A Month of Letdowns
Yesterday, MSI postponed their Masters Gaming Arena (MGA) Overwatch tournament until further notice, 2017 at the earliest, citing technical issues. This is only the latest disappointing pieces of information Overwatch fans have received about LAN events in the month of December. From tech problems to poorly designed formats, this month is shaping up to disappoint.
I’m going to highlight some of the issues I see with four events that are occurring this month that can affect the quality of the tournament. Some of these issues are easy to solve, some are not. But regardless, I want to spotlight them so hopefully they can be avoided in the future.
This category of issues is the one that is often thought of as simple to fix. Sometimes it can be, like restarting a computer. But the possibility of malignant issues remains, as we saw at MGA. If we are to believe the official statement, the technical issues were out of Gfinity’s control. And according to the overlay the MSI Twitch channel had up, the issues that were out of their control were external internet complications.
The “unprecedented” issues are difficult to hold against anyone if they were truly as unpredictable as we are being led to believe. However, the issue remains that the laptops provided were unable to even run Overwatch properly. From the advertisements run on stream, it’s obvious that a major point of the tournament was to advertise the new gaming laptops, which clearly didn’t work out too well.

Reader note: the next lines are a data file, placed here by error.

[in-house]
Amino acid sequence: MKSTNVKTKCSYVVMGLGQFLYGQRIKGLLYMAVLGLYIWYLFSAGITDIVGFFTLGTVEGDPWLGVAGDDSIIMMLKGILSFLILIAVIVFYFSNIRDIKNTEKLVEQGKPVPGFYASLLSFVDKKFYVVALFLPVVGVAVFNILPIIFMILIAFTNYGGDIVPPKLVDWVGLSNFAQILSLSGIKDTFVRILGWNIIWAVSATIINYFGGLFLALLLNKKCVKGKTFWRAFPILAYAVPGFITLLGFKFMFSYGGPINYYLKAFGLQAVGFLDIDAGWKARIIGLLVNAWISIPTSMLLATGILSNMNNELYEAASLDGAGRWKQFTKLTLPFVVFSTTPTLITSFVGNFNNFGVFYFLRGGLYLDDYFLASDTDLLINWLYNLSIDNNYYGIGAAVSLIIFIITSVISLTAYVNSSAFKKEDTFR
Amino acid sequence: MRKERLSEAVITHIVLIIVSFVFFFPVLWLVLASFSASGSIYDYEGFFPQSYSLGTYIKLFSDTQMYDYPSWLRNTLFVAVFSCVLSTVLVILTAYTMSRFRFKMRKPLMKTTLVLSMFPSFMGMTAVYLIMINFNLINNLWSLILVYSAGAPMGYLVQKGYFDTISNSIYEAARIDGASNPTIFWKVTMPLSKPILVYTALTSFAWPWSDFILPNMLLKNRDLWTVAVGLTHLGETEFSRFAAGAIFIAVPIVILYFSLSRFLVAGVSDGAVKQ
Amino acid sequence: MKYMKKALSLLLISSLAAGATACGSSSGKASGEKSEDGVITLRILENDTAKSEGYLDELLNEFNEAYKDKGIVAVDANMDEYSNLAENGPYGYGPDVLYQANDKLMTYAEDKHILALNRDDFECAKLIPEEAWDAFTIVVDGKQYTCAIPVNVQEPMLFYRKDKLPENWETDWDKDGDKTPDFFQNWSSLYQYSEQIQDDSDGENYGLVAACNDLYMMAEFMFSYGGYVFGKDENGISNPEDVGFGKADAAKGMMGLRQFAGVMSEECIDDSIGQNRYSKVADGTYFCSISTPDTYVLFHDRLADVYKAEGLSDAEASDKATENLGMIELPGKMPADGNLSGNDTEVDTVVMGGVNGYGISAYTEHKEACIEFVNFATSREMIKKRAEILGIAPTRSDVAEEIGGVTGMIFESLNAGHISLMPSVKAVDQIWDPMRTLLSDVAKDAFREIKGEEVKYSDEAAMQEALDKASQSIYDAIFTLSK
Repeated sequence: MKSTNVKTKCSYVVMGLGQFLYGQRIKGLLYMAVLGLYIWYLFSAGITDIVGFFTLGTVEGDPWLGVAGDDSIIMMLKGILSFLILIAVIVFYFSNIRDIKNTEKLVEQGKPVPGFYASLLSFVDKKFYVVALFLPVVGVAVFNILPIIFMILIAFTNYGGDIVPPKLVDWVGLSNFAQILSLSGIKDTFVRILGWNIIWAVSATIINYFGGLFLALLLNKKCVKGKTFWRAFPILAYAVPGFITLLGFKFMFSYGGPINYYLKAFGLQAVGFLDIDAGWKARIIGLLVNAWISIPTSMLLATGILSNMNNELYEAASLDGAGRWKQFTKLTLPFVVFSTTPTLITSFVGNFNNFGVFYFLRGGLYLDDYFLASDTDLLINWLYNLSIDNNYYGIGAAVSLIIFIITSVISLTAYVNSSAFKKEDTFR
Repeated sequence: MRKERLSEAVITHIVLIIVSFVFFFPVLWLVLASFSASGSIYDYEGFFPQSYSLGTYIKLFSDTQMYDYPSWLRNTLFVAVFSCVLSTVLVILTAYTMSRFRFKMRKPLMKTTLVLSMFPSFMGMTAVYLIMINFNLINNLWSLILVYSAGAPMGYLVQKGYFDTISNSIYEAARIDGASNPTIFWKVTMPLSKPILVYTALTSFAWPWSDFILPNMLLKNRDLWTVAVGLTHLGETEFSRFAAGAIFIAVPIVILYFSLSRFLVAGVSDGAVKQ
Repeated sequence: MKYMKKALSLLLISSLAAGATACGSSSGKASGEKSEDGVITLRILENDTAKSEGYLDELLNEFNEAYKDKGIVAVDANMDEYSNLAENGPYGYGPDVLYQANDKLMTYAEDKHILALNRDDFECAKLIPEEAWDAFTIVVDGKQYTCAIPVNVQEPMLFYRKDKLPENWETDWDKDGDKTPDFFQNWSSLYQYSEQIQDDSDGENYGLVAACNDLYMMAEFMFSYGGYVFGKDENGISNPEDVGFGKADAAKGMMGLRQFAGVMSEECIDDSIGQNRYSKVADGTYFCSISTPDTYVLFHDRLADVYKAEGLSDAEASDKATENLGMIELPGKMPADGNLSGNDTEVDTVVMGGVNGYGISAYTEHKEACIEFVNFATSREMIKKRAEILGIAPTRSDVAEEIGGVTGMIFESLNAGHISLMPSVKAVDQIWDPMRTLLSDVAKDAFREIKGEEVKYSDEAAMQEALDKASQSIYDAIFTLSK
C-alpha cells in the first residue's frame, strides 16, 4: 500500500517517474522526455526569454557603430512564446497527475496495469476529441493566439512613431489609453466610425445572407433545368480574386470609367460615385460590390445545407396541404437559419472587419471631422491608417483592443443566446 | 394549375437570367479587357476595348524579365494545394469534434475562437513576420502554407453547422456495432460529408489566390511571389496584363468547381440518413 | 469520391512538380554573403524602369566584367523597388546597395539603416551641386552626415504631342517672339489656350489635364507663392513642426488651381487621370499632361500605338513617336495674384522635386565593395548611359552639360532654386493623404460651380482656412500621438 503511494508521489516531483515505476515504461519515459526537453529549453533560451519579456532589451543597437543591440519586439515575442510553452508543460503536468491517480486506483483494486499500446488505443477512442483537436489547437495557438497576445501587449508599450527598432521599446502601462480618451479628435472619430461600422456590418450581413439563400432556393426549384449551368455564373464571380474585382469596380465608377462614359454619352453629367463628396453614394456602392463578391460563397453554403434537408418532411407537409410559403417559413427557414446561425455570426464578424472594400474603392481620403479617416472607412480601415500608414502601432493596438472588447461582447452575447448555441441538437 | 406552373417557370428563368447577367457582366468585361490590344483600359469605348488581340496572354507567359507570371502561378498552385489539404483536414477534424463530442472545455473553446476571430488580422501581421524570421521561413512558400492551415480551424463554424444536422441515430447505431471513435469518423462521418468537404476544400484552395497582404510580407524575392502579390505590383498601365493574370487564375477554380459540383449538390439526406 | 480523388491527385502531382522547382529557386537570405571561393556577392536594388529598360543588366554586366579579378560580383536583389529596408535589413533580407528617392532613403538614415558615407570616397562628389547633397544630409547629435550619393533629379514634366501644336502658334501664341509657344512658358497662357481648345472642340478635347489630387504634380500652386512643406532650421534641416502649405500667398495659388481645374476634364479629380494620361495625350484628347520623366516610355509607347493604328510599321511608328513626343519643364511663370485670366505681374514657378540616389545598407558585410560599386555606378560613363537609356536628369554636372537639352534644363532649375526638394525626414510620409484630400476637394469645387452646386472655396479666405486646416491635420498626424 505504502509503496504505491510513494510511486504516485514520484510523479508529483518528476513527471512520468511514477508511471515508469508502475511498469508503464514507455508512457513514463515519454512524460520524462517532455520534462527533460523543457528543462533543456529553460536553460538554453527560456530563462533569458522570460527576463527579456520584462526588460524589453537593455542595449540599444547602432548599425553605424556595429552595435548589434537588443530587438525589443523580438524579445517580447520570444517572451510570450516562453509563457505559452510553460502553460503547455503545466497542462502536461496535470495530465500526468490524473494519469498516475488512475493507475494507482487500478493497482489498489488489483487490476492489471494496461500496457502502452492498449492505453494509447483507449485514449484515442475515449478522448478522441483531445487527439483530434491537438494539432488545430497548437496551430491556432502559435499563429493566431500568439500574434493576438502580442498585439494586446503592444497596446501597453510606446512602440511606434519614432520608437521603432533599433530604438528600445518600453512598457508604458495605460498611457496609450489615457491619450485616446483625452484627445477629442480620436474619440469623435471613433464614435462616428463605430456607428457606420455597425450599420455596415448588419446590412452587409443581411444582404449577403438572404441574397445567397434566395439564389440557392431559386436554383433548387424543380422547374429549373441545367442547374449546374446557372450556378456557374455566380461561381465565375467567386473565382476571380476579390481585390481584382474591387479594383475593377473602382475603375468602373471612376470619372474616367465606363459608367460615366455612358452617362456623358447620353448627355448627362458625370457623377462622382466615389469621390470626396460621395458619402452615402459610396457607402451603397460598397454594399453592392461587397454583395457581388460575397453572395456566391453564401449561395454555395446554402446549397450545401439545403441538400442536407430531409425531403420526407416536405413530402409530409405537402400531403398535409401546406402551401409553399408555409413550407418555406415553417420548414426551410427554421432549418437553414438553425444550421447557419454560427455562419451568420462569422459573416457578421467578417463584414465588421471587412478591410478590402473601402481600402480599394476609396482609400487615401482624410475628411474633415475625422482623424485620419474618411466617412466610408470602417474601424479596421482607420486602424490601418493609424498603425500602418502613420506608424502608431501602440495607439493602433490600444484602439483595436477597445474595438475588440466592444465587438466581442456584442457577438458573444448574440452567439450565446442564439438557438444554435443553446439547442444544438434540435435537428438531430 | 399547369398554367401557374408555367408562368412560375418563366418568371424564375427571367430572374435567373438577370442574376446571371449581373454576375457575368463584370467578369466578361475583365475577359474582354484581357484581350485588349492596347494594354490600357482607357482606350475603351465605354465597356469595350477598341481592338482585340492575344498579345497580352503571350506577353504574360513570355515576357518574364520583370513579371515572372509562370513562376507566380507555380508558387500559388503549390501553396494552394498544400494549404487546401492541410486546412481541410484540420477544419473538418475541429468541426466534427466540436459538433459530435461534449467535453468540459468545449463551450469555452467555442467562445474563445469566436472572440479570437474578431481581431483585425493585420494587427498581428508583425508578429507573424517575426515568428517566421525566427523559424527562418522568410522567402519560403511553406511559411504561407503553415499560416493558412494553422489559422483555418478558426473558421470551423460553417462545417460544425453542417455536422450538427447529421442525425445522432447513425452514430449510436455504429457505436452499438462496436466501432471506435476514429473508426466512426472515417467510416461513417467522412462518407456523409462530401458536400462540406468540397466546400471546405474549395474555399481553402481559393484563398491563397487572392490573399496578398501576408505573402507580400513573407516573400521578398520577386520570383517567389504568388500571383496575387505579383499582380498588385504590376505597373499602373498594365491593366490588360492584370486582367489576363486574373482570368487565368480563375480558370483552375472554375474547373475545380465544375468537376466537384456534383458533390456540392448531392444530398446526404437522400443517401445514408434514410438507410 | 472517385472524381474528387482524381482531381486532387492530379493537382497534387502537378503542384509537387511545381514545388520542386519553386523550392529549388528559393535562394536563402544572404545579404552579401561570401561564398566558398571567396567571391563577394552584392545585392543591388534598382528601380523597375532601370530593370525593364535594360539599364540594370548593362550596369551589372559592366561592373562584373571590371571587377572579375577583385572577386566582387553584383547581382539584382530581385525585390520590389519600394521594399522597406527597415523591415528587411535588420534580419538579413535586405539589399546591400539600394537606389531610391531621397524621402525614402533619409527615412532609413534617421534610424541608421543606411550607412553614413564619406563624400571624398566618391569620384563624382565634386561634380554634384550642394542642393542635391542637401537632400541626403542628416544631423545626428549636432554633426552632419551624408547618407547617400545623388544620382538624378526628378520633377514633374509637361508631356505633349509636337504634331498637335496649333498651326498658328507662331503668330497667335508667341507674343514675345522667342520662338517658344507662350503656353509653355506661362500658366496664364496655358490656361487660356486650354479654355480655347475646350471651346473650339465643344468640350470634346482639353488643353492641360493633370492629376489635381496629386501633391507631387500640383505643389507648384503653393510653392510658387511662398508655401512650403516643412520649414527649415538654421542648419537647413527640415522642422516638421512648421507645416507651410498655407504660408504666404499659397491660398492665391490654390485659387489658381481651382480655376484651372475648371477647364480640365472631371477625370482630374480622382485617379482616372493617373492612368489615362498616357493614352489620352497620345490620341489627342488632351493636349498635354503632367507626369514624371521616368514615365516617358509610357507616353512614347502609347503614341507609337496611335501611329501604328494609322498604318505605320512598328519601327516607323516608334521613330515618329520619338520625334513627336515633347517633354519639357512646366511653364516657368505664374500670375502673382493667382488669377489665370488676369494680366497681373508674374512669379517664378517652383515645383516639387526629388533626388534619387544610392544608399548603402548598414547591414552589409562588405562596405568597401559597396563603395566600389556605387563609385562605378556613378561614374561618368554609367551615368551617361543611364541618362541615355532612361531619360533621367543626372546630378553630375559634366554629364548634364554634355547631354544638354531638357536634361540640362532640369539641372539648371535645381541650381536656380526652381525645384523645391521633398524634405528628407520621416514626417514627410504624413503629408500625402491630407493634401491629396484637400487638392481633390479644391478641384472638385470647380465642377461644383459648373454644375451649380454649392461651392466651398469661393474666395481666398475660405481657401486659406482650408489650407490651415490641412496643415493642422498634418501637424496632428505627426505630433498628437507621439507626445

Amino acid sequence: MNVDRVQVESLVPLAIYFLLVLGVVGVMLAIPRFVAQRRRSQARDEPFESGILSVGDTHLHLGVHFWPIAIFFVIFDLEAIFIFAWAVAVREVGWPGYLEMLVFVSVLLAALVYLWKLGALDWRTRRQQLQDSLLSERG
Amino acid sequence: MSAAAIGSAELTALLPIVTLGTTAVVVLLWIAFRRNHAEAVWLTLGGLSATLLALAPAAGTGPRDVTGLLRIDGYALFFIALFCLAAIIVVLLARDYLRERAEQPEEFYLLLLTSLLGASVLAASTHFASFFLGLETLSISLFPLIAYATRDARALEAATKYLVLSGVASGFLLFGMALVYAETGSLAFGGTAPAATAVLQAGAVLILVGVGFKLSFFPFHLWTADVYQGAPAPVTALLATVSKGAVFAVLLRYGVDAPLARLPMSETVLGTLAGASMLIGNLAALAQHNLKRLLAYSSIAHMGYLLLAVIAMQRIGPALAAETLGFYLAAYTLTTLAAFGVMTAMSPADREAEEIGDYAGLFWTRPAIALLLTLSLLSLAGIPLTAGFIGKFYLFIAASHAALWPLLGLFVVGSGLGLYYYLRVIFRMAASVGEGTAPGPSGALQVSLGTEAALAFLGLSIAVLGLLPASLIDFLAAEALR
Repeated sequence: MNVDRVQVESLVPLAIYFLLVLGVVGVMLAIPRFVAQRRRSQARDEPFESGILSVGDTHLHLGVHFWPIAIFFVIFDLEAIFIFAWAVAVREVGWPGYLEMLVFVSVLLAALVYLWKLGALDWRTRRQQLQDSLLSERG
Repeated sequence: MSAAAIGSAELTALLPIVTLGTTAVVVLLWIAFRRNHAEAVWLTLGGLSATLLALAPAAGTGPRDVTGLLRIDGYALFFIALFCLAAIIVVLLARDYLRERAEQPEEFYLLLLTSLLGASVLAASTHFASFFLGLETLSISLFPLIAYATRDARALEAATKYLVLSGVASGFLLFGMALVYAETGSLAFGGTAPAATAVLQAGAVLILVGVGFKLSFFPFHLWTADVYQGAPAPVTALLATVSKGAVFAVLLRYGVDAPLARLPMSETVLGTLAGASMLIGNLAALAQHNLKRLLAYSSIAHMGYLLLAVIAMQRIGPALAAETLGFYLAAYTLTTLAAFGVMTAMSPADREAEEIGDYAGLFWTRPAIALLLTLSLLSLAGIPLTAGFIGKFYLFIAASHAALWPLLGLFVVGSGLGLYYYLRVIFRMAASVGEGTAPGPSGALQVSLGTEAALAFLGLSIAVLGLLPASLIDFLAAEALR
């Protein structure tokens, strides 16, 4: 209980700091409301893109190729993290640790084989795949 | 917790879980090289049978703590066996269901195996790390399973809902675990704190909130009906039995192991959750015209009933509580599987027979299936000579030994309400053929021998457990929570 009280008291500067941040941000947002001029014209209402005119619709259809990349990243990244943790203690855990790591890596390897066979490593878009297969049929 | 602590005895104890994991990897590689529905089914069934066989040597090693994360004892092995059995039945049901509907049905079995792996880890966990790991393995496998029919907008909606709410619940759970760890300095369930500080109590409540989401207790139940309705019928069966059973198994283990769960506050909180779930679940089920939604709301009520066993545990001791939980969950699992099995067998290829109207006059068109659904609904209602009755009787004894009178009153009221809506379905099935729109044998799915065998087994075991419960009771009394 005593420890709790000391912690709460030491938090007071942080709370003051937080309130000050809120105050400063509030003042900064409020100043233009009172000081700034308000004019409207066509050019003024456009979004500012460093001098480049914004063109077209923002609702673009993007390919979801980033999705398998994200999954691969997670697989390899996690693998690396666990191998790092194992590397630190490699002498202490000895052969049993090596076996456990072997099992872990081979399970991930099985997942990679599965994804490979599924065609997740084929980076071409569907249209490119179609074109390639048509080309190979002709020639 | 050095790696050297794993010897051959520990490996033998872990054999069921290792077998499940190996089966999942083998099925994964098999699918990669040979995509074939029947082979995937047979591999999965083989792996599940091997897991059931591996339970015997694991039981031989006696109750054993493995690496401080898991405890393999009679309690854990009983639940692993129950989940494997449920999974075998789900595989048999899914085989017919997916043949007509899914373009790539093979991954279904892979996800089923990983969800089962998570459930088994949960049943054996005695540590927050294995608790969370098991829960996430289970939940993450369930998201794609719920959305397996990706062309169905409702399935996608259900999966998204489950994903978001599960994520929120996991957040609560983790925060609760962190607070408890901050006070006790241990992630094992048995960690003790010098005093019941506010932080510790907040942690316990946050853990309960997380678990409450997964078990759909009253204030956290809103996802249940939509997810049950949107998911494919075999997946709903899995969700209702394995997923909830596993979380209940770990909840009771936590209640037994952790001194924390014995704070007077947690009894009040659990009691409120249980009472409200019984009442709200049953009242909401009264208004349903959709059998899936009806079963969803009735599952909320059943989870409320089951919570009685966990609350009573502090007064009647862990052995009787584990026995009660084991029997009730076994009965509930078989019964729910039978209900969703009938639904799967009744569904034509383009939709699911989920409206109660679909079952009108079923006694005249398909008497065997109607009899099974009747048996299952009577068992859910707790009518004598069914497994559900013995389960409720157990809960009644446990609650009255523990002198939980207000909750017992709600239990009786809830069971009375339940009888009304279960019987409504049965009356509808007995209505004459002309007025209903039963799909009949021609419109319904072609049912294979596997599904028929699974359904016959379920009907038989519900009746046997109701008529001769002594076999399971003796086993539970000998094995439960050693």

We have no proof if MSI believed that their laptops would be sufficiently powerful to run Overwatch, but as we’ve heard, they weren’t. Players voiced complaints about frame rate issues due to only being on 60hz laptops, as well as being unable to have peripherals operate properly because of driver issues. Once the issues were finally waylaid enough to get in a game on day two, we could visibly see players stop moving in game, seemingly lagging or having computers freeze.
It seems apparent that they did not check beforehand if the setups would work properly. If that’s the case, then these issues can be placed squarely on the tournament’s shoulders. These sort of technical issues could have been known if the setups were vetted for problems and caused MGA to be a failure of an event. I seriously hope these issues can be avoided in the future.
Building Better Brackets
Just recently, IEM announced it would be making its entry into Overwatch by holding a tournament in Gyeonggi. Initially, this was met with excitement from the community for a couple of reasons. First, it seems to hint that Overwatch may find a spot in the prestigious IEM rotation in the future. But secondly, it gave us more OGN produced Overwatch, which has so far been fantastic.
However, even this tournament has fallen under some criticism, specifically for the way the brackets have been set up. With six teams being invited, IEM will automatically seed two of them into the semifinals, with the other four teams need to win an additional series to make the finals. Normally, I have no issues with granting teams a bye round, but only if they have earned it.